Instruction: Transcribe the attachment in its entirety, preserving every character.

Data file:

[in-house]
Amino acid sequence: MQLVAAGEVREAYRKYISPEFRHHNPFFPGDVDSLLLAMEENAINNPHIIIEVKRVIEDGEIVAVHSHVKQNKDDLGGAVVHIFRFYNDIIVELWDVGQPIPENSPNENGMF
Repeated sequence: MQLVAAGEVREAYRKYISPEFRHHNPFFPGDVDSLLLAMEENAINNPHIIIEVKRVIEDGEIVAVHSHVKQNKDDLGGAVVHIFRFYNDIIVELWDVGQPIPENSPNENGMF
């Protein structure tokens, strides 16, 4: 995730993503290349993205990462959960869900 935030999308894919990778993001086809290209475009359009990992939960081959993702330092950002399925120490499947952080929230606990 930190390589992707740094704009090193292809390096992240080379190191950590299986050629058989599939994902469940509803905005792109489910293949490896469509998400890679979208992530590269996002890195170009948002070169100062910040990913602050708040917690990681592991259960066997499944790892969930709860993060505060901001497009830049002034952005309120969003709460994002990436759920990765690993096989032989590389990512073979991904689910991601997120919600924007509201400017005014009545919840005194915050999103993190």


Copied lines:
[in-house]
Amino acid sequence: MQLVAAGEVREAYRKYISPEFRHHNPFFPGDVDSLLLAMEENAINNPHIIIEVKRVIEDGEIVAVHSHVKQNKDDLGGAVVHIFRFYNDIIVELWDVGQPIPENSPNENGMF
Repeated sequence: MQLVAAGEVREAYRKYISPEFRHHNPFFPGDVDSLLLAMEENAINNPHIIIEVKRVIEDGEIVAVHSHVKQNKDDLGGAVVHIFRFYNDIIVELWDVGQPIPENSPNENGMF
């Protein structure tokens, strides 16, 4: 995730993503290349993205990462959960869900 935030999308894919990778993001086809290209475009359009990992939960081959993702330092950002399925120490499947952080929230606990 930190390589992707740094704009090193292809390096992240080379190191950590299986050629058989599939994902469940509803905005792109489910293949490896469509998400890679979208992530590269996002890195170009948002070169100062910040990913602050708040917690990681592991259960066997499944790892969930709860993060505060901001497009830049002034952005309120969003709460994002990436759920990765690993096989032989590389990512073979991904689910991601997120919600924007509201400017005014009545919840005194915050999103993190």